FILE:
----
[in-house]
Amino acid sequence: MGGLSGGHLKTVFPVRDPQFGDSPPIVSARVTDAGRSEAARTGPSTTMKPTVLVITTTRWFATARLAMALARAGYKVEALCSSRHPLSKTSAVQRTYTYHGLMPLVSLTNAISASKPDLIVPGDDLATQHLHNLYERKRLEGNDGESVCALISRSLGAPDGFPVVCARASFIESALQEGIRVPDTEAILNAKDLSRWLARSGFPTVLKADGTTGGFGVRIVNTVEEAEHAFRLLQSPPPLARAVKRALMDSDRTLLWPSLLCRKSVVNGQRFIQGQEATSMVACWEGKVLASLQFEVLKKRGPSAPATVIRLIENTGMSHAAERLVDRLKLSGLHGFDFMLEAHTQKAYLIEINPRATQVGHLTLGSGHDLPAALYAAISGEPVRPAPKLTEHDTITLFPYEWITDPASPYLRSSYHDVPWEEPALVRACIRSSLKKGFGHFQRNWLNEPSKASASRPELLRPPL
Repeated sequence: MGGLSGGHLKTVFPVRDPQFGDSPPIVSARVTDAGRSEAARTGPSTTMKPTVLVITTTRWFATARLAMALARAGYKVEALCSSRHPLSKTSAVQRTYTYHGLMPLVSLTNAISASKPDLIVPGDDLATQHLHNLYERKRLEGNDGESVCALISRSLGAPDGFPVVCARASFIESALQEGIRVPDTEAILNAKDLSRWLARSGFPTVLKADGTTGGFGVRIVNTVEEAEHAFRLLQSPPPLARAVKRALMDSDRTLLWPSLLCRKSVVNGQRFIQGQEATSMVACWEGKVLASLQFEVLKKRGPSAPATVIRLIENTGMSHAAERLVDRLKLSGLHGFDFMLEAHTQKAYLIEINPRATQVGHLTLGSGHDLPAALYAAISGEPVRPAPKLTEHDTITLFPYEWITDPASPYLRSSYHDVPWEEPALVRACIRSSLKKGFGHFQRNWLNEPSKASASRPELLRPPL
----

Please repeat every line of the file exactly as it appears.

[in-house]
Amino acid sequence: MGGLSGGHLKTVFPVRDPQFGDSPPIVSARVTDAGRSEAARTGPSTTMKPTVLVITTTRWFATARLAMALARAGYKVEALCSSRHPLSKTSAVQRTYTYHGLMPLVSLTNAISASKPDLIVPGDDLATQHLHNLYERKRLEGNDGESVCALISRSLGAPDGFPVVCARASFIESALQEGIRVPDTEAILNAKDLSRWLARSGFPTVLKADGTTGGFGVRIVNTVEEAEHAFRLLQSPPPLARAVKRALMDSDRTLLWPSLLCRKSVVNGQRFIQGQEATSMVACWEGKVLASLQFEVLKKRGPSAPATVIRLIENTGMSHAAERLVDRLKLSGLHGFDFMLEAHTQKAYLIEINPRATQVGHLTLGSGHDLPAALYAAISGEPVRPAPKLTEHDTITLFPYEWITDPASPYLRSSYHDVPWEEPALVRACIRSSLKKGFGHFQRNWLNEPSKASASRPELLRPPL
Repeated sequence: MGGLSGGHLKTVFPVRDPQFGDSPPIVSARVTDAGRSEAARTGPSTTMKPTVLVITTTRWFATARLAMALARAGYKVEALCSSRHPLSKTSAVQRTYTYHGLMPLVSLTNAISASKPDLIVPGDDLATQHLHNLYERKRLEGNDGESVCALISRSLGAPDGFPVVCARASFIESALQEGIRVPDTEAILNAKDLSRWLARSGFPTVLKADGTTGGFGVRIVNTVEEAEHAFRLLQSPPPLARAVKRALMDSDRTLLWPSLLCRKSVVNGQRFIQGQEATSMVACWEGKVLASLQFEVLKKRGPSAPATVIRLIENTGMSHAAERLVDRLKLSGLHGFDFMLEAHTQKAYLIEINPRATQVGHLTLGSGHDLPAALYAAISGEPVRPAPKLTEHDTITLFPYEWITDPASPYLRSSYHDVPWEEPALVRACIRSSLKKGFGHFQRNWLNEPSKASASRPELLRPPL